The view from Antibes sea wall
We’re in the French Rivieria, where the rich and famous mingle and the it (no, not information technology) crowd strut their stuff. Only, we’ve got our timings slightly out. We’re 2 days early for the Cannes film festival and 2 weeks too early for the Monaco Grand Prix. However, being one of the not crowd, it means we get to see these beautiful towns without the beautiful people (apart from us of course).
Our first port of call is Antibes,
famous for its 1920’s American Jazz scene and inspiration to the surrealist painter Pablo Picasso. It’s a beautiful sunny day and just a 5-mile cycle from the campsite. We wander through Vieil Antibes (the historic quarter), with its narrow cobblestone streets festooned with flower boxes. We visit the towns impressive 16th century ramparts and sea wall where there is a spectacular view across the bay to Nice and beyond where in the distance the impressive snow-capped Alpes Martine complete the vista. We soak up the atmosphere and enjoy a beer in the sunshine.
The historic quarter of Antibes
Next, we take a local bus to Nice
I have wanted to visit this city for some time, and its impressive. I’m surprised at how much it has to offer. The city centre is pristine and there is certainly plenty of money here. We head for the Cours Saleya (market Square) for a cuppa and wander along its stalls; flowers, vegetables and local produce. I buy some Provençal herbs, tapenade and aromatic jasmine tea. We continue along the tiny alleys of the historic quarter which are brimming with delis, bars, boutiques and restaurants and visit the Musée Masséna, an Italian neoclassical villa which retraces Nice’s history from the 18th century. A walk up the hill through the leafy Cimiez district to the Musée Matisse, a French painter who spent most of his life in Nice, is not be underestimated, but well worth the visit.
The market square and a little bar in the historic quarter
Henri Matisse is known for his bright colours and his work continually evolved throughout his career, though painting and sculpture and in his later years through decoupage. I’m still not sure about his more abstract pieces after my visit to the museum and as I descend the stairs, I find John in the main foyer staring up at a supersized Matisse decoupage picture. “I don’t understand” John says, “it’s like he had too much blue paper and ran out of the other colours. That bit in the middle just doesn’t make sense” I look up and the finished work could be the giant-sized painting of a 4-year-old, but I guess the mystery of modern art is that it leaves you with more questions than answers. As they say beauty really is in the eye of the beholder. We finish our day in Nice with a lovely meal washed down with a Picon biere (a caramel coloured bitter made from a base of fresh dried oranges). It’s what I would call interesting, an acquired taste, but it’s a perfect match for the sunshine.
We visit Cannes,
and we’re early for the famous Cannes Film festival. The Palais des Festival et des Congrés and some of the beach front restaurants/stages are still under construction, but there is a definite buzz about the place. We walk along alles des etoiles du Cinema, a path of celebrity hand prints, and the boulevard de la Croisette, past the legendary art deco Carlton International hotel, and soak up the atmosphere. The prices are jaw dropping, one beach front restaurant offers an Aberdeen Angus steak for 99 Euros! We quickly walk past and stroll along the marina, full of impressive yachts of the rich and famous. I spot a rather shiny yacht, called Glow. I’m sure that’s the name of Jennifer Lopez’s perfume, but alas, she is nowhere to be seen!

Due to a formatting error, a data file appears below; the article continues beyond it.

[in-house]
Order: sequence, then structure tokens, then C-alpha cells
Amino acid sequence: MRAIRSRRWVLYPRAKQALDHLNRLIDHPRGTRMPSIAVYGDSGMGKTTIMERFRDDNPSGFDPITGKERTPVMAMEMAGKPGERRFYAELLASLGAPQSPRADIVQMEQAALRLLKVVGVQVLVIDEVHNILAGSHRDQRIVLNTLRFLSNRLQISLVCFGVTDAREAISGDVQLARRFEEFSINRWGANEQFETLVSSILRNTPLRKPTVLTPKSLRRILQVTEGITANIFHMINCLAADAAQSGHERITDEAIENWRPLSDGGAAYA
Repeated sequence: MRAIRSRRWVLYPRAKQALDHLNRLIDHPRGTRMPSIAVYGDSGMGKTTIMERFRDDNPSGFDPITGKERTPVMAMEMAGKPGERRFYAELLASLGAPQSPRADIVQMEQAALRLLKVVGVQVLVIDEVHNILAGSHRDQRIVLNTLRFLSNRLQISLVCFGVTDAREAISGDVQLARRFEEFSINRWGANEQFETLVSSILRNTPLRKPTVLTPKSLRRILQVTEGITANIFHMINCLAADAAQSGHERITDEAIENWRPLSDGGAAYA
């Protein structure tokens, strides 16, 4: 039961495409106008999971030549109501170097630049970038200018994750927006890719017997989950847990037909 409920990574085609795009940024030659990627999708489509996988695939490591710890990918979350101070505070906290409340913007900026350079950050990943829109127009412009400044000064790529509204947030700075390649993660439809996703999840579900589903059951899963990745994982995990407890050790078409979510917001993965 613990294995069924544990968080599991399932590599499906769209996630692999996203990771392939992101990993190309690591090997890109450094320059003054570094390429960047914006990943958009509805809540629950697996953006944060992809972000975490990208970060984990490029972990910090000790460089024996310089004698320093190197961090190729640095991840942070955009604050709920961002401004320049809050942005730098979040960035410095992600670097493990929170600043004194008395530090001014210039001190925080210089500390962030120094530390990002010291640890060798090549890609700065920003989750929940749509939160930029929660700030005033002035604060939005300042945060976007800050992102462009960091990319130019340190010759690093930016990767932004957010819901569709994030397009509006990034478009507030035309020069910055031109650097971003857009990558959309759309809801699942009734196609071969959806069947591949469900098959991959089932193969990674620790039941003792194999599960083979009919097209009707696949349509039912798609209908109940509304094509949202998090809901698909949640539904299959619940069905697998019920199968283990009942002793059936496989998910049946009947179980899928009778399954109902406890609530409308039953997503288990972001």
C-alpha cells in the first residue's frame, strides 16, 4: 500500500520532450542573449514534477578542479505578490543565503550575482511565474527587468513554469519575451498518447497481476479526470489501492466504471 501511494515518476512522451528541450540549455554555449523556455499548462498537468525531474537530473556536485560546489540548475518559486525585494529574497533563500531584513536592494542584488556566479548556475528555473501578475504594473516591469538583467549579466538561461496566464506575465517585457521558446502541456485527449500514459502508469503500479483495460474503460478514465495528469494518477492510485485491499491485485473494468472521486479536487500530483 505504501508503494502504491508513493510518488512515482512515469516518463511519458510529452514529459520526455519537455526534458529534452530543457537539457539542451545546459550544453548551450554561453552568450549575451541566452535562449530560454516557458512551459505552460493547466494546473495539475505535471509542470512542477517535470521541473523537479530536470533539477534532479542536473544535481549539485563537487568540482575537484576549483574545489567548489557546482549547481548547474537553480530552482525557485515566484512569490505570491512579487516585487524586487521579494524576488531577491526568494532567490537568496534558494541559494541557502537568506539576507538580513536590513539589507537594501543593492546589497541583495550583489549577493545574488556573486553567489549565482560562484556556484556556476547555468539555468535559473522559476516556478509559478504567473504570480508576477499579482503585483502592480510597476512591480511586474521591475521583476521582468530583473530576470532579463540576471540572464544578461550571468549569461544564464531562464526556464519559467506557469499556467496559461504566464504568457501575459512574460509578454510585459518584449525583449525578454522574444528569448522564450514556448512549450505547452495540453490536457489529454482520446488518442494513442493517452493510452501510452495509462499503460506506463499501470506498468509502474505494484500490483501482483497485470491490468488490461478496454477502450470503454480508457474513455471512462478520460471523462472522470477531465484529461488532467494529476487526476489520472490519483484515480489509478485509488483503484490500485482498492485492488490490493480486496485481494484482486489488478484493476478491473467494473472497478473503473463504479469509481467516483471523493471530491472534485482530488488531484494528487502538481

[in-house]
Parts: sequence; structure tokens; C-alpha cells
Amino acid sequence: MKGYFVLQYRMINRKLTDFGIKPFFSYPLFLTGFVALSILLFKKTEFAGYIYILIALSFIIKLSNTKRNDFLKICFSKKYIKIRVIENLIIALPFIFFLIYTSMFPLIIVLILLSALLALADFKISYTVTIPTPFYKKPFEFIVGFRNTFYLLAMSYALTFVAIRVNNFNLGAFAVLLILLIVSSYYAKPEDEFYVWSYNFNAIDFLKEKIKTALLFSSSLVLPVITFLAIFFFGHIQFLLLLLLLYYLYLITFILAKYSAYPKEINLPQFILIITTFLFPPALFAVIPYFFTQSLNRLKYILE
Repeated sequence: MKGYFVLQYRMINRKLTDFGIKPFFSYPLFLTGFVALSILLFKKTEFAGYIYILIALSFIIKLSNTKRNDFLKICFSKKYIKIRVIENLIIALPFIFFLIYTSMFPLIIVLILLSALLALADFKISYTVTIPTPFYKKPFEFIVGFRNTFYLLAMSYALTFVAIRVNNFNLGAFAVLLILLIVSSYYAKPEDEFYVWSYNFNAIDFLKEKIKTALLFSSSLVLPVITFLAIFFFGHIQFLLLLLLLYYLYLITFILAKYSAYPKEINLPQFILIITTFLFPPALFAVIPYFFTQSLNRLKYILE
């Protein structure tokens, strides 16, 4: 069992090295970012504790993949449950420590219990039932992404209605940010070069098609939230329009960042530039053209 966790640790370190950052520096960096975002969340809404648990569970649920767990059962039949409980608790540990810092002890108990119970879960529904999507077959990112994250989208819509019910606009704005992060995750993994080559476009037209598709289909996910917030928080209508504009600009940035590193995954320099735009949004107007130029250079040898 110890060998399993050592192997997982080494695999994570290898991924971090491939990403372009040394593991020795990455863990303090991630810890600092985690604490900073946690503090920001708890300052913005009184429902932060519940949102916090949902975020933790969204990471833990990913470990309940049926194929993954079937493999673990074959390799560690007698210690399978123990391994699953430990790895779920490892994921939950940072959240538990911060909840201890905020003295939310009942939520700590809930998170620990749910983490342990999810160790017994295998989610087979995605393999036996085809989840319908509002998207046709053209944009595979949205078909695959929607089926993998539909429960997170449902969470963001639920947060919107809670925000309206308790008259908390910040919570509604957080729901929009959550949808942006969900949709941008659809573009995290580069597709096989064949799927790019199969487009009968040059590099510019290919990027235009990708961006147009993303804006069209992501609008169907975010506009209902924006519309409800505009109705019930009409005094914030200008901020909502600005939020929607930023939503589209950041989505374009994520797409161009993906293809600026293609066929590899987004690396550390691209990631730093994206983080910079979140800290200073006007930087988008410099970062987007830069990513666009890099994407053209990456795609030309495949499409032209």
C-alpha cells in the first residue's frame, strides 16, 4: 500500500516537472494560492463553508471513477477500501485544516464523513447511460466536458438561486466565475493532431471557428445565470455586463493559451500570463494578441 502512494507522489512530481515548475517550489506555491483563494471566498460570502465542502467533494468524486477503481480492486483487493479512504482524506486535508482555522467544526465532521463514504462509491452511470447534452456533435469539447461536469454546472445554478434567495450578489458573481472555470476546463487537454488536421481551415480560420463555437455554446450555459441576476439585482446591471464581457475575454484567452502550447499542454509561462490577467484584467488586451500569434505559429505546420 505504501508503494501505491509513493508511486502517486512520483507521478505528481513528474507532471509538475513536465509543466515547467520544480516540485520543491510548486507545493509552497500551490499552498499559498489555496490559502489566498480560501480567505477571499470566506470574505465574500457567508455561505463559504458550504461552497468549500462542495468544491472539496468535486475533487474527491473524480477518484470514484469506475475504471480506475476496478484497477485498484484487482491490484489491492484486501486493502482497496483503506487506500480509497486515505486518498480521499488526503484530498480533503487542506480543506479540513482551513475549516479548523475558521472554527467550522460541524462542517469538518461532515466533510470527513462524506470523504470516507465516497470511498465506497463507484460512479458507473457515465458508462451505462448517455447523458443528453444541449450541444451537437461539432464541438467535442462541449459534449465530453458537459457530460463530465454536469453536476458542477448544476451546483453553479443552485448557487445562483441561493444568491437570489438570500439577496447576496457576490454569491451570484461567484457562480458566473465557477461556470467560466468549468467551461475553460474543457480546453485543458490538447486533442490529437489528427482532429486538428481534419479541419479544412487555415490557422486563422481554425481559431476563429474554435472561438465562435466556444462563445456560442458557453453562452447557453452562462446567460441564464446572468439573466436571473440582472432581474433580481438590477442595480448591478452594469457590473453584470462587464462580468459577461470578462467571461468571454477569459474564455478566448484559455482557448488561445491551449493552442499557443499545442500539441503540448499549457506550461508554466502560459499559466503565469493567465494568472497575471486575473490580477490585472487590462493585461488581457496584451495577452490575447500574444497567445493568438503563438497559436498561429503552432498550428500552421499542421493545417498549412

Outside the Palais des Festival, celebrity hand print, Carlton International hotel
We make a snap decision and take a ferry to Ĩle Ste-Marguerite, a tiny island just 15 minutes away from Cannes and it’s like stepping into a different world. We grab coffees and a sandwich from a snack bar (12 Euros 50!) and walk one of the many well marked out paths across this tranquil castaway Island, its clear blue shores fringed with pines and eucalyptus.
The shores of Ĩle Ste-Marguerite
On our last day we take the train to Monaco
View of the bay of Monaco from the Jardin Exotique
Squeezed into 200 hectares Monaco is the world’s second smallest country (principality). How do they do it, you may ask …well it’s because it literally hugs the cliffs. So, if you ever visit be prepared for the hills and the steps, the ups and the downs. We start off with Jardin Exotique which hosts the world’s largest succulent and cactus collection – you guessed it, it’s up a hill, but the views of the bay from the top are spectacular. Next, we head to the Musée Océonographique de Monaco (down one hill and then up another) with its centre piece being a 6m deep lagoon. On this pistol shaped rock (called le Rocher) the private residence of the Grimaldi dynasty, the Palais du Prince and Cathédral de Monaco is also worth a visit (although we didn’t as I was absolutely shattered by the time, we made it up there).The roads in this city snake their way up and down the hillside and you really get a sense of what the atmosphere would be like with the Grand Prix……maybe next time!
Getting ready for the Monaco Grand Prix, Jardin Exotique & on le Rocher
And there ends our visit to the French Rivera, and we are on the move again, heading for Italy. So, for now it’s Au Revoir France, Ciao Italy. I’m looking forward to visiting a new country and a new adventure.